Political Inequality of Women in Ukraine: Conservatism and Enduring Stereotypes

by Nika Palaguta, Graduate School for Social Research, Polish Academy of Sciences

This research was funded by the Preludium grant of the National Science Centre, Poland [Narodowe Centrum Nauki]. Project number: 2017/25/N/HS6/01174. Project Name: Influence of party ideology and characteristics of parliamentarians on legislative actions on war, corruption and inequality in Ukraine [Wpływ ideologii partii i charakterystyk parlamentarzystów na działania ustawodawcze w sprawie wojny, korupcji i nierówności na Ukrainie]. Principle Investigator: Nika  Palaguta. Project website: Ukraine: War, Corruption, and Inequality

Political inequality of Women in Ukraine

Women have a long-standing high level of political inequality in national legislatures in Ukraine. Despite that gender equality principles in national legislation should guarantee equal rights and opportunities in economic and political life to both men and women, some national policies may enhance gender stereotypes and hamper advancement of women’s rights. The former Soviet Union had ambiguous approach to gender equality, which despite encouraging women’s participation in some areas of economic life, kept their political influence very limited. According to data from the Inter Parliamentary Union, from 1991 to 2018, the share of women in the Ukrainian parliament never exceeded 12 per cent.

Palaguta Women Inequality 2019

Political Consequences of Conservativism and Stereotypes of Women in Ukraine

I argue that one of the reasons for enduring political inequality of women in Ukraine stems from the conservative views shared by political parties and parliamentarians. I have found that Ukrainian political parties and blocs have paid little or no attention to promotion of gender equality and women’s rights in their manifestos without talking against women.

The analysis of the party and block manifestos reveals that only five parties in the Ukrainian Rada over the span of 15 years have mentioned in their electoral documents gender equality or women’s rights. Family values, traditions, and motherhood in contrast appear 44 times. Support for the low income and large families as well as promotion of state assistance for the childbirth remains the main issue addressed in the electoral manifestos of the parties.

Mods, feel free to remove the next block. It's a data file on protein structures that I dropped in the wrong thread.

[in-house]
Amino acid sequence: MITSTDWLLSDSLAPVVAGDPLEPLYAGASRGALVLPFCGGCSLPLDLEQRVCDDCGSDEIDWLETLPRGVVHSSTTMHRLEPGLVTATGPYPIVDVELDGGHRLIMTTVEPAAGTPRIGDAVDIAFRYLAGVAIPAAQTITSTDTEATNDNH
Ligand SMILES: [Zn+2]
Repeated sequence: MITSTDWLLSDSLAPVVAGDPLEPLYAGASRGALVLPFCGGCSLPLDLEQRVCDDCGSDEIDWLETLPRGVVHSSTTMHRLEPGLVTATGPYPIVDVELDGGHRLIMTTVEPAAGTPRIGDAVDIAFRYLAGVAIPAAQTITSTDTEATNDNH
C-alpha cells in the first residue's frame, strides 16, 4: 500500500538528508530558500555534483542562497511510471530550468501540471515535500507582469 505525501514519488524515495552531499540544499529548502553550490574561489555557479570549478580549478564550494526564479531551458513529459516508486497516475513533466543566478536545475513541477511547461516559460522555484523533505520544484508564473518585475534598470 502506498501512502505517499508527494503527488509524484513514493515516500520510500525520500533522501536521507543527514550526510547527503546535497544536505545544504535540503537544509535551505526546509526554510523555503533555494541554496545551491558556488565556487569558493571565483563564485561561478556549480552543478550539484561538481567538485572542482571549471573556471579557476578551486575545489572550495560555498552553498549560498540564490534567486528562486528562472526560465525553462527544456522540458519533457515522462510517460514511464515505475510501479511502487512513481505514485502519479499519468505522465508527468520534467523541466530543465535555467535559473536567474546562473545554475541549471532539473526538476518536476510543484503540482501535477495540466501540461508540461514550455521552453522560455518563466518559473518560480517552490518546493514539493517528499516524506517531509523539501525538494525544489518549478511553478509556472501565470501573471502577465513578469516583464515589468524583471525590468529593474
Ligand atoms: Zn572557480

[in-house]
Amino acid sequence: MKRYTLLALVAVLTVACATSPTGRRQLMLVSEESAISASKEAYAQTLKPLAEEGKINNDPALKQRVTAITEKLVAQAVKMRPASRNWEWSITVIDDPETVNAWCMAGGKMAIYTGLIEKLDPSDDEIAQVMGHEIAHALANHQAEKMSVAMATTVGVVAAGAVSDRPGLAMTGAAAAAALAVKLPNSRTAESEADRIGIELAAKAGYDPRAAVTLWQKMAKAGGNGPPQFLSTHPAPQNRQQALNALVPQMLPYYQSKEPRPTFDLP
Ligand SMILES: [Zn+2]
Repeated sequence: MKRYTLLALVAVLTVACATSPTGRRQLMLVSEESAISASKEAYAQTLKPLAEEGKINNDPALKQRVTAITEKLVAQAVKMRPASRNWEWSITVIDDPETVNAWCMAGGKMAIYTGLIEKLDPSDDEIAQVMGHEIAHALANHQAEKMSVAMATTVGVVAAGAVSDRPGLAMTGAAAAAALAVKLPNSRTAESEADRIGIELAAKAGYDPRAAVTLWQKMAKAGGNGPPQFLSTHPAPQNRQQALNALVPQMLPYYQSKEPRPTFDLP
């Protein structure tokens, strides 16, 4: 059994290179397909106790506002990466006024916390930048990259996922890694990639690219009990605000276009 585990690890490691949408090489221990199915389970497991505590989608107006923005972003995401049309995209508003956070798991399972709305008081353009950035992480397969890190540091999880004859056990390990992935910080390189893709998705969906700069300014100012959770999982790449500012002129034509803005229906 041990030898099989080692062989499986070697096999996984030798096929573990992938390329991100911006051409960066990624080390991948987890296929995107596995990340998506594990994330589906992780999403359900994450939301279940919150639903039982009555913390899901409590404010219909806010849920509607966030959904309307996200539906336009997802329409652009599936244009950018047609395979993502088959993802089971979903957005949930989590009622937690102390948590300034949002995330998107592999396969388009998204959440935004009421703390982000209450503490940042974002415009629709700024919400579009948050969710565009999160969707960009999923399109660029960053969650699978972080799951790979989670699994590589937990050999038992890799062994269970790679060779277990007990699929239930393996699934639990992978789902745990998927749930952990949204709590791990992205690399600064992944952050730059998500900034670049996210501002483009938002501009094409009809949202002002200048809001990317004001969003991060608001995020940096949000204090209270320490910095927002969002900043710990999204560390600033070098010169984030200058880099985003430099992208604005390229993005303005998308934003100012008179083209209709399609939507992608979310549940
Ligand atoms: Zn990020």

Similarly, I found that Ukrainian political parties and blocs, regardless of their ideological positions, pay much more attention to the defense of family values, traditions, and motherhood, while the questions of gender equality and women’s rights are lesser addressed. Out of 145 legislative acts identified through targeted search that concern women, 107 deal with family, children, childbirth and state aid for the large and low-income families, and four more promote childbirth increase. The more ideologically conservative is the Ukrainian party or bloc parliamentarians belong to, the more they are inclined to support such legislation with their votes. Parliamentarians mostly explain their decisions family related legislation by the low birthrate and difficult demographic situations. Overwhelmingly, the parliamentarians defend their positions by pointing out the need to support traditional families. Many insist that women should have as many children as possible to solve Ukrainian ‘demographic crisis’, others insist on the teleological arguments, highlighting that motherhood is either a ‘purpose’ of women, or a debt to the society. Others reject the very notion of ‘gender’ perceiving it, along with homosexuality, as a part of alien Western values that they consider to be detrimental for Ukrainian society.

The pattern of supporting the image of women-mothers and child-minders persists overtime and is vocalized by the parties and blocs of otherwise polar political positions and originating in various parts of the country. In contrast, gender egalitarian positions have not received wide popularity in electoral manifestos, legislation, or debates. Economic reasons and traditions largely dictate the persistence of the overall trend of the promotion of women’s roles as mothers and child-minders. In many instances, parliamentarians support such trends invoking a conservative view of what is beneficial for women without intention to discriminate against them. However, these conservative views apparently reinforce a belief of connection between gender and homosexuality, which many parliamentarians fiercely oppose and address in dismissive manner or with negative comments. Nonetheless, there are many liberal parliamentarians who support equality of genders and sexualities and vocalize their opinion during the debates. Frequently such speakers are women.




, ,